56 percent of Americans oppose spying on allied leaders

A clear majority of Americans say it's "unacceptable" for the United States to monitor the phones of leaders of countries that are allied with the United States, according to a new poll.

The Pew Research Center poll shows 56 percent say it's unacceptable, while 36 percent say it's acceptable.

Opposition is at least 53 percent among Republicans, Democrats and independents -- suggesting universal condemnation of the practice.

Recent news reports say that the United States monitored the phone of German Chancellor Angela Merkel and dozens of other world leaders. The White House has denied the U.S. intelligence is currently monitoring Merkel's phone or that it will do so in the future, but has notably declined to say whether it has done so in the past.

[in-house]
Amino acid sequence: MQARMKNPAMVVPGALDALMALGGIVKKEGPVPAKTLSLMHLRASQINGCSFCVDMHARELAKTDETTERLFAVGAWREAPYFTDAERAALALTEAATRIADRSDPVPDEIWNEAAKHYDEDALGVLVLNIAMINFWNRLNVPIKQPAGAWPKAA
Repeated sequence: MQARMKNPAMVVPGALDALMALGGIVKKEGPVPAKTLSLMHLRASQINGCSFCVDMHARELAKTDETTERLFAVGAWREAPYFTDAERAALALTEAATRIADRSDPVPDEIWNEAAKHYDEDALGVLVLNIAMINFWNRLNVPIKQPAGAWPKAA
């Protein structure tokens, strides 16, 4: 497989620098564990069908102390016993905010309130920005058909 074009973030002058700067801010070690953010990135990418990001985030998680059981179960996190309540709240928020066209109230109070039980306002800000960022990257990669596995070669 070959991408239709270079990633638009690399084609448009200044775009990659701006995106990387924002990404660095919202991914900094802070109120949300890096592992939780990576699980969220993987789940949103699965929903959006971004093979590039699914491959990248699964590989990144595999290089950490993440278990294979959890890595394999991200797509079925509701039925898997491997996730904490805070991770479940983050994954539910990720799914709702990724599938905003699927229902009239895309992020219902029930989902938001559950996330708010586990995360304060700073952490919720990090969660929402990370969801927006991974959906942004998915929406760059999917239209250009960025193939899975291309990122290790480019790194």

The spying has sparked outrage in Europe. German officials are investigating and say the episode could reduce cooperation with the United States on counterterrorism.

Aaron Blake covers national politics and writes regularly for The Fix.

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Aaron Blake · November 4, 2013

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